APR: your source for nuclear news and analysis since April 16, 2010

Tuesday, June 21, 2011

Public Opinion in Japan

While the rest of the world --- the part of the world NOT affected by the Great East Japan Earthquake, the resulting tsunami, and the Fukushima Daiichi Accident --- goes on as if it WERE the part of the world affected, it seems as if the Japanese are not as concerned and aren't as anti-nuclear as anyone would have suspected.

The proof is found in a document released by the JAIF (Japan Atomic Industrial Forum) which is a major trade group, for those unfamiliar, for nuclear industry in Japan and which is modeled right off the old AIF (Atomic Industrial Forum) here in the United States.

Click here to read the document.

This information is important; we've already posted here in the past about public opinion in the United States after Three Mile Island, and this compilation of survey results is telling us essentially the same thing. Click here to see my post on the public opinion post-TMI.

The more that the result of this survey compilation spreads, the better. Especially if it's in Germany and Italy. And Switzerland.

6:22 PM Eastern Tuesday June 21, 2011

Note: I've reposted this data to get it to the top of the site for the evening, and to add the link to the TMI post I made some time back because it's very relevant.


  1. Mr. Davis,
    Your cause would be better served if you addressed head-on questions such as the one below which was posed a few days ago.

    "Could you please comment on the "hot particles" about which Gundersen has warned his viewers?"

  2. @dylan: I just watched Gundersen's video covering this topic. Here is what he's doing - he's using the old PR and ad firm rule that states that "when you give the people a new word they'll think they have a new fact."

    Never, ever did I hear of any such "hot particle." Gundersen is dumbing down the terminology for listeners/ readers. What he's trying to talk about are heavy isotopes which are radioactive and are not gaseous. As such - and he mentions Uranium and Plutonium - these have been covered so widely in the general press as to make any further comment redundant. Except to say that I have no clue who the "independent scientists" he keeps referring to are.

    Oh- I also know this. During the first two months the air quality in LA was monitored, and there was even a special air quality web page that authorities put up for this. They took it back down when NOTHING was ever detected in the air. So I also don't know what Gundersen is using to be able to say that anything at all reached the United States in terms of anything harmful.

  3. While the opposition to nuclear is not overwhelming in Japan at present, the trends are currently pointing in a depressing direction. I could wish for a bolder line from the political leaders there; they seem to be jumping on the fear bandwagon without thought for the power requirements of the country, or for the actual outcome of very little harm.

    Gundersen is using magic, not physics, to imagine particles that can travel global distances without being detected near the reactors. The only hot particles that I have heard of previously are the spent fuel particles near the experimental reactor at Duonreay, Scotland, but they obeyed the usual rule of being found near the reactor and not at great distances.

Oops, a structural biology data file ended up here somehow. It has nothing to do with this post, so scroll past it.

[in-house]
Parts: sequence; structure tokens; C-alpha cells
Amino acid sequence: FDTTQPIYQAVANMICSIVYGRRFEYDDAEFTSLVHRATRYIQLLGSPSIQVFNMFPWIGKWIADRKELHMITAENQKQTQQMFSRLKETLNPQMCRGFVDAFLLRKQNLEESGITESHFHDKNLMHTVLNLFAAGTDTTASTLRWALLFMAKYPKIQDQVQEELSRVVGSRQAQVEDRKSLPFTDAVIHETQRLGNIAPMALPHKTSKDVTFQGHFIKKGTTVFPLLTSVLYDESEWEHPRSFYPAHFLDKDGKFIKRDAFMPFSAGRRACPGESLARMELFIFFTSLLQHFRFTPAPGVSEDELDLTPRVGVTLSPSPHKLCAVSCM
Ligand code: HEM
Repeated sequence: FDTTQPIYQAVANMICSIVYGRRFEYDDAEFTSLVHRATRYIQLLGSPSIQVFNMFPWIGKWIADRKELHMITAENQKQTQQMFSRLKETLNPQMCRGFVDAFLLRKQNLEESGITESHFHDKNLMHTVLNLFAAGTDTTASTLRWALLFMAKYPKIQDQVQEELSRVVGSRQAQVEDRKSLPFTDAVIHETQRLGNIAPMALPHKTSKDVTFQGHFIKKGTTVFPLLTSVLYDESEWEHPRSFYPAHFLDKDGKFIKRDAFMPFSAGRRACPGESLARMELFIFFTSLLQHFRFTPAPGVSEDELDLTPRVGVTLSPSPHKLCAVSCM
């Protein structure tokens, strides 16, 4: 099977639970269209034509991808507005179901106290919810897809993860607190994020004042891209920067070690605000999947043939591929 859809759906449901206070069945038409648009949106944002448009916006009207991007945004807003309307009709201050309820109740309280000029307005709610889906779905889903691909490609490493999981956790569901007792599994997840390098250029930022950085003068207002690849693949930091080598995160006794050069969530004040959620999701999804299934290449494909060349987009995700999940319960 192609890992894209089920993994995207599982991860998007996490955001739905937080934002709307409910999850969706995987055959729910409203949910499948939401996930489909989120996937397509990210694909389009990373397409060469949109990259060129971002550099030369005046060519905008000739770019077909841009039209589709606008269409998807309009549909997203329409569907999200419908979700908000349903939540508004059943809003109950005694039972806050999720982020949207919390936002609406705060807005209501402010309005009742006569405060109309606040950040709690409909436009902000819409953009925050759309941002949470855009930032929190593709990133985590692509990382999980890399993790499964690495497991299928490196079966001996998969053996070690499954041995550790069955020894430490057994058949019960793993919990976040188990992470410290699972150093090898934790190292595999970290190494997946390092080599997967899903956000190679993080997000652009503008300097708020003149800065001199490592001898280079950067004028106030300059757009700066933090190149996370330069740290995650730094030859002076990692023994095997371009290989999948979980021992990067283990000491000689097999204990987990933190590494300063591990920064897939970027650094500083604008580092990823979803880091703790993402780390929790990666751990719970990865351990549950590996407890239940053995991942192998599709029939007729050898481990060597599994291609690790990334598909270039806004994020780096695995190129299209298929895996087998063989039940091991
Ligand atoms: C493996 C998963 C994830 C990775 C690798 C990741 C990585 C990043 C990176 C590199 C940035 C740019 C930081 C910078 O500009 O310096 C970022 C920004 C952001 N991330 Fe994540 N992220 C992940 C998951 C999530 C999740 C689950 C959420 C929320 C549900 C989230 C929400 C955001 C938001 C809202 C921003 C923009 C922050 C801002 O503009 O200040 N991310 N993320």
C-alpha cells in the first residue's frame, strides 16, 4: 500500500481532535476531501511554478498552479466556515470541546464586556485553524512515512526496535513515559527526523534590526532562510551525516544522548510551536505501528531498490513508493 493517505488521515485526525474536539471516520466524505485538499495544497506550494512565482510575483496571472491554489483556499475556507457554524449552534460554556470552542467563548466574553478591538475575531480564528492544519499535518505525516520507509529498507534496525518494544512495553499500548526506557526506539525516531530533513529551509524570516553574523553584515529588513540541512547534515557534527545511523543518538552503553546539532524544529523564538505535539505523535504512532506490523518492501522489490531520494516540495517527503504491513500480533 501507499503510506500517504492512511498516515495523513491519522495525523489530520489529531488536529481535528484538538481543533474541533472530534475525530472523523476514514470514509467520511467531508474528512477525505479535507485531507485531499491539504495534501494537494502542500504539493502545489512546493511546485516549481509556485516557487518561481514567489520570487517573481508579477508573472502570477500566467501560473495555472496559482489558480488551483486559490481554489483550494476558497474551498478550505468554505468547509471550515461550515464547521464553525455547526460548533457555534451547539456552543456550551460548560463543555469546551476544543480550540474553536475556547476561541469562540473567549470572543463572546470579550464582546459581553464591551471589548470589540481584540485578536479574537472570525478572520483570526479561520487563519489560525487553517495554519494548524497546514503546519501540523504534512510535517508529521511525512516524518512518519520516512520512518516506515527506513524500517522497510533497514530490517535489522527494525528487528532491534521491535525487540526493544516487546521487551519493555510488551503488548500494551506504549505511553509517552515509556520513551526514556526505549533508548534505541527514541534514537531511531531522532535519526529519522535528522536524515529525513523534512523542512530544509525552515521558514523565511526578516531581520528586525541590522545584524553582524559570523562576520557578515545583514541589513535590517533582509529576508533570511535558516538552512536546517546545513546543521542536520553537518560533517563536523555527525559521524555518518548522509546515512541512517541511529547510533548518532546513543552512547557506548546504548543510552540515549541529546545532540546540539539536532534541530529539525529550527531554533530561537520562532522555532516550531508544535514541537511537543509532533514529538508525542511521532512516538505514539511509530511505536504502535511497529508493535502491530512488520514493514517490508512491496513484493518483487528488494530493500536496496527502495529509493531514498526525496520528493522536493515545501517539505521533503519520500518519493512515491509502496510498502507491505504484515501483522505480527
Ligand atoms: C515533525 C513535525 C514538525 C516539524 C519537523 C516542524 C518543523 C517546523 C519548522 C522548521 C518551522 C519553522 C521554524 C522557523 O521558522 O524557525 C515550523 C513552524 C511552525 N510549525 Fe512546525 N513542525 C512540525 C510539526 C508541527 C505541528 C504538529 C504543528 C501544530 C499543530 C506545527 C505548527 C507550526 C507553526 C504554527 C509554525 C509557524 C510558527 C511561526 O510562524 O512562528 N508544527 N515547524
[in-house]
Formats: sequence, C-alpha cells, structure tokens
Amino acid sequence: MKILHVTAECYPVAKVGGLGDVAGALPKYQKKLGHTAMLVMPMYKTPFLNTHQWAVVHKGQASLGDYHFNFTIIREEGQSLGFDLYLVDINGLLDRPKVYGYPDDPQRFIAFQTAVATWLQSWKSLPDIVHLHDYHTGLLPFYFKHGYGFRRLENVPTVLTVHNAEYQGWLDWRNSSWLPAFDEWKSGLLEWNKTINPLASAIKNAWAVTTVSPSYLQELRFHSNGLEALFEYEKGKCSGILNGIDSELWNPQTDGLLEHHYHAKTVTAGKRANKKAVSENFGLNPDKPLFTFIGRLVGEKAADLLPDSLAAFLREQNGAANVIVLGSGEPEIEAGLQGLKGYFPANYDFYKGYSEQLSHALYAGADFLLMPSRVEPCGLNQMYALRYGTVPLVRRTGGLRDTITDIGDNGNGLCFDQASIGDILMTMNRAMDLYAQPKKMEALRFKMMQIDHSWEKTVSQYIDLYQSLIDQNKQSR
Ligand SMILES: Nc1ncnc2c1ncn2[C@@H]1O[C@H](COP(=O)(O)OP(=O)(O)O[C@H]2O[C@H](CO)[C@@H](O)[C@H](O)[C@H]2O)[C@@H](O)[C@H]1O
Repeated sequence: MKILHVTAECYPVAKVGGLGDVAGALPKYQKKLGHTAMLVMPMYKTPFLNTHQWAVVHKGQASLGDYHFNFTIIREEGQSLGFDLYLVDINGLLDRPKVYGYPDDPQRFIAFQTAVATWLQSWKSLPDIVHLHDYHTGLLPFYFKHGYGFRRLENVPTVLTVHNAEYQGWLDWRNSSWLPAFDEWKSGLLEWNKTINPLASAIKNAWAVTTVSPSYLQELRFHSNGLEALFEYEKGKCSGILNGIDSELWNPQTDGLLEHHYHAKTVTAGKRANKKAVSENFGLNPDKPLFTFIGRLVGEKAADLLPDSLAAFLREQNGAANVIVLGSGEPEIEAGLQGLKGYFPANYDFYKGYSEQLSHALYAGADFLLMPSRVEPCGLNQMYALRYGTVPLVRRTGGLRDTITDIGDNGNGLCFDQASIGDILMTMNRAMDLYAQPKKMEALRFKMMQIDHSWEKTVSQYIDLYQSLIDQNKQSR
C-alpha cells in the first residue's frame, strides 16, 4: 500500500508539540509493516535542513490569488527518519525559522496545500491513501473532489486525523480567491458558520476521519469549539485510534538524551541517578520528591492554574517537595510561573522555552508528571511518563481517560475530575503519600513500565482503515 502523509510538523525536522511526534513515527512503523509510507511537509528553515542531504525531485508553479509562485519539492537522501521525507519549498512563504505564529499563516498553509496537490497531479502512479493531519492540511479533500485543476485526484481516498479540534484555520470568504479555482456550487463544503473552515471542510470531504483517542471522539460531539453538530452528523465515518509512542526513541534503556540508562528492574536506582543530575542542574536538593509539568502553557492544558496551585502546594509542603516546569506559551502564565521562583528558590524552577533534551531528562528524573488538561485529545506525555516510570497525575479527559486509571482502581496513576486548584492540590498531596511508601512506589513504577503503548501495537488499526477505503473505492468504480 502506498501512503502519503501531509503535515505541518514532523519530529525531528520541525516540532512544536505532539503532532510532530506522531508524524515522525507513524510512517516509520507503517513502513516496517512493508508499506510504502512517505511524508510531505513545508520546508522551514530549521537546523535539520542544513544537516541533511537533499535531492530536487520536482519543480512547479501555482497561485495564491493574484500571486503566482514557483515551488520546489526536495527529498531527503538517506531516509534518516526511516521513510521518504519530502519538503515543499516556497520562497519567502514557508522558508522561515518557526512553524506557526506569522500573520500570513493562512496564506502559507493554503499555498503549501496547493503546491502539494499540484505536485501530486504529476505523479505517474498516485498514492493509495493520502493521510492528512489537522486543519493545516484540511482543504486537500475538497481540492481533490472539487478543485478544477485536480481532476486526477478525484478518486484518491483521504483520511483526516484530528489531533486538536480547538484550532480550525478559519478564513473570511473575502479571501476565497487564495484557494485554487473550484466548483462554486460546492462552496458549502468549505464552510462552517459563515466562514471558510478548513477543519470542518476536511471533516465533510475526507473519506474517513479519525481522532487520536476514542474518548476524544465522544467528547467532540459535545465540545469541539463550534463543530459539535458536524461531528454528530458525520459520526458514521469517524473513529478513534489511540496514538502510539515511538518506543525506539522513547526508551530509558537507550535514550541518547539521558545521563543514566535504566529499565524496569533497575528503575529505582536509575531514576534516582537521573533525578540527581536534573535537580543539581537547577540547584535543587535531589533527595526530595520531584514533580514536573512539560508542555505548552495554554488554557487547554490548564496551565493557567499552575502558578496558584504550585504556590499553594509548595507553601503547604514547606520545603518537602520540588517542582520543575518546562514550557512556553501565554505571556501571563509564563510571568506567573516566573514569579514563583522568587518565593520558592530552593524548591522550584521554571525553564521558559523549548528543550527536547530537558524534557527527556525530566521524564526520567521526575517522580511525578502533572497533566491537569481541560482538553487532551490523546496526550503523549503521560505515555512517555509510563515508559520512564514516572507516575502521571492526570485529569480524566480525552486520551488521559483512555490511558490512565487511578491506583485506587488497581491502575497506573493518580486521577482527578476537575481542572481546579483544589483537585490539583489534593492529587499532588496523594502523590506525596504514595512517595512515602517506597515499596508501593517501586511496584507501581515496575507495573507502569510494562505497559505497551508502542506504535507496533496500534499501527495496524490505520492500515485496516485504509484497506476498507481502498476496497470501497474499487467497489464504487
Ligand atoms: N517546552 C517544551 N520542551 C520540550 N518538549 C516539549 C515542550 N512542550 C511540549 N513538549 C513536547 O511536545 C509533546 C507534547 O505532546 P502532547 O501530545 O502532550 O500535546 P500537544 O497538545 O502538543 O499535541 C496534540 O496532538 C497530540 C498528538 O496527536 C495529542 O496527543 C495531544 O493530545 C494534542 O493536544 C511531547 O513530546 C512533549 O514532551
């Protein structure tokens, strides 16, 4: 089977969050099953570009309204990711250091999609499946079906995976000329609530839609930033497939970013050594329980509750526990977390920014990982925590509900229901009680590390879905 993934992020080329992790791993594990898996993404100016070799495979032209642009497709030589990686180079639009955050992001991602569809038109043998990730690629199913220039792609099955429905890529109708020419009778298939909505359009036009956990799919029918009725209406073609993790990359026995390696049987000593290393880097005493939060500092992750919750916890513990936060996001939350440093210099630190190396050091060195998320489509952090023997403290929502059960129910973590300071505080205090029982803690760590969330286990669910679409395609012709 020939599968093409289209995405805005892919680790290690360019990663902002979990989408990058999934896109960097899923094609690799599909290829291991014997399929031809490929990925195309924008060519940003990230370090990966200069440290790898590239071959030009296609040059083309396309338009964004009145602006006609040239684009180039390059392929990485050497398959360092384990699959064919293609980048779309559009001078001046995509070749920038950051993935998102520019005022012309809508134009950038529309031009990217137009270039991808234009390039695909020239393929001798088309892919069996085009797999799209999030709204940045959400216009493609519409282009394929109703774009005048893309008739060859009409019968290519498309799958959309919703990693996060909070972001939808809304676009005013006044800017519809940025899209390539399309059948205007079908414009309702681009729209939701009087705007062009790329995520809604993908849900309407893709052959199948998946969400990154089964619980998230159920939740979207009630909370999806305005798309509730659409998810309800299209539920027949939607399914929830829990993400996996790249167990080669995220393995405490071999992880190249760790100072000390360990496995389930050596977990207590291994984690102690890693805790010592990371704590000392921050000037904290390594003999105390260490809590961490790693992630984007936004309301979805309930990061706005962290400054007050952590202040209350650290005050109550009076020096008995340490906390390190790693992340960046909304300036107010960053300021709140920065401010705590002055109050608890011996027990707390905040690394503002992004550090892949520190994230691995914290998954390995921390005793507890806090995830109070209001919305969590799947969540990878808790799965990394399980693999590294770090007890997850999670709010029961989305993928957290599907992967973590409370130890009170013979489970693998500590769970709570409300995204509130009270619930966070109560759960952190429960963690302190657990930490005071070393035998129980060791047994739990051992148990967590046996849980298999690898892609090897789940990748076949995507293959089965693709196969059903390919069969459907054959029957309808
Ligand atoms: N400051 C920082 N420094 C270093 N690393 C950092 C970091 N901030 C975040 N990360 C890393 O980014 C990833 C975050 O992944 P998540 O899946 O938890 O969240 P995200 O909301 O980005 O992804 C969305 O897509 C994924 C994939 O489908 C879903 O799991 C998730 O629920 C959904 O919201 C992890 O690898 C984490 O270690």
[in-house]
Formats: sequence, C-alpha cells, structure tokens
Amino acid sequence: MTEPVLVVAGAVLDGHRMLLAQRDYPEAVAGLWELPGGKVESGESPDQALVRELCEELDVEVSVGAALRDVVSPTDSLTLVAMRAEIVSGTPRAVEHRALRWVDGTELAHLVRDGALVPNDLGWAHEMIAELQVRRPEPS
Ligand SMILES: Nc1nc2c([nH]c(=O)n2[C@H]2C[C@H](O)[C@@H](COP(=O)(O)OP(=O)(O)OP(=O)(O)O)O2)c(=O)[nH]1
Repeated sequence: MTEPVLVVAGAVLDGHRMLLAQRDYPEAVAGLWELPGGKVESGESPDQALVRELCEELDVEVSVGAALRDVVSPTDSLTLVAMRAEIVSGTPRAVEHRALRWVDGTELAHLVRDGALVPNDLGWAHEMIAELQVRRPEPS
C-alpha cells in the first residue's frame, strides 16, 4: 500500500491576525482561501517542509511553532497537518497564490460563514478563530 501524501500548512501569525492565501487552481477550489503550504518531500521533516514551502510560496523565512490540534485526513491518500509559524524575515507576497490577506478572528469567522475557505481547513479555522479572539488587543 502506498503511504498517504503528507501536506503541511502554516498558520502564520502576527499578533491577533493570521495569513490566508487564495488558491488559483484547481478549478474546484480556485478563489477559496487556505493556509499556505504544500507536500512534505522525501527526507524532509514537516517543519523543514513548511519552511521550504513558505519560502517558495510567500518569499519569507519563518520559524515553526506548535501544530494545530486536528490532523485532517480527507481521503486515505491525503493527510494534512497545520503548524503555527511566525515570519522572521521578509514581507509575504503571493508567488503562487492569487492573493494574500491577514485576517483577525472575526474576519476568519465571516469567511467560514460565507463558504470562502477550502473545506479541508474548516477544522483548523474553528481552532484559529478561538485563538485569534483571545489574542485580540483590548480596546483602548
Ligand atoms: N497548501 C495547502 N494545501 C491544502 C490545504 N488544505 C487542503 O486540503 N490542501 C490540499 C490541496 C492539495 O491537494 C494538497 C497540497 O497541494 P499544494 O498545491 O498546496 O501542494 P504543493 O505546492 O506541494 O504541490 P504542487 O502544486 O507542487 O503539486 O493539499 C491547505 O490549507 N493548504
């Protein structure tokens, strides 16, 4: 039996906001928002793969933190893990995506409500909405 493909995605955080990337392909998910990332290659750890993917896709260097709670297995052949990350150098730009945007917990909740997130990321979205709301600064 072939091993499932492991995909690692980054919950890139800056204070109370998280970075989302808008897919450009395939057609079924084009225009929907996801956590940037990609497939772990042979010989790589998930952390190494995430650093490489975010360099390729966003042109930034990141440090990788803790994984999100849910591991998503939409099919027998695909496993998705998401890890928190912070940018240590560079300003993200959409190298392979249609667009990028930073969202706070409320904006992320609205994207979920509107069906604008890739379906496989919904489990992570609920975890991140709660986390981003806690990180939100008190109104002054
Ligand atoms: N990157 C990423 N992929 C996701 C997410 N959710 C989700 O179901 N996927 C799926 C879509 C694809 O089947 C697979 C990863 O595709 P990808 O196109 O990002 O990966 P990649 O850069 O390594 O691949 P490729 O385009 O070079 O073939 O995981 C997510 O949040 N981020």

I'd add that radioactivity is relatively easy to detect, because it can be sensed at a distance - compared to say toxic chemicals, where you need to sample the chemical directly.

  4. Wait till August when anti-nuke groups worldwide will gear up in earnest to "celebrate" Japan's first evil brush with nuclear energy...

    Self-interest behooves the nuclear industry worldwide to get into Japan with some aggressive lie/misinfo/myth-busting education policies, including outtakes from these gutsy pro-nuclear blogs here. Shame Germany that Japan's at least willing to climb back on the horse that threw it instead of cutting and running without a scratch.

    James Greenidge

  5. Very optimistic interpretation. Did you look at the June results, some of which are not graphed (wonder why):

    Do you support a policy to phase out nuclear power with a goal to abandon it? Agree 74%, disagree 14%.

    Do you think natural (renewable) energy will be an energy source which will replace nuclear energy? Yes 64%, no 24%.

    What should be done about domestic nuclear power plants?
    - Increase: 1% (7% in Apr)
    - Maintain the status quo: 27% (42% in Apr)

    - Should decrease: 47% (32% in Apr)
    - Abolish totally: 18% (12% in Apr)

    If anything Germans, Swiss, Italians etc. would feel vindicated. Of course, you can always interpret you own "optimistic" way.

    Things may go the other way over the next years of course, but at present I'd hardly call these supportive of nuclear energy. Unless you are an optimist, of course.

    Nothing against optimism, trying to practice is every day.

  6. @ashen: Sure, you've nothing against optimism; you're just against nuclear energy. But we knew that. The surprise in this polling (and I did read all of it, thanks!) is that it isn't WORSE for nuclear. That's the revealing thing; it's just like after TMI. And as we know, feeling about TMI waned to allow the start of a new nuclear era here, which is on the move.. as Westinghouse prepares to deliver fuel elements for Watts Bar No. 2 in a month or so.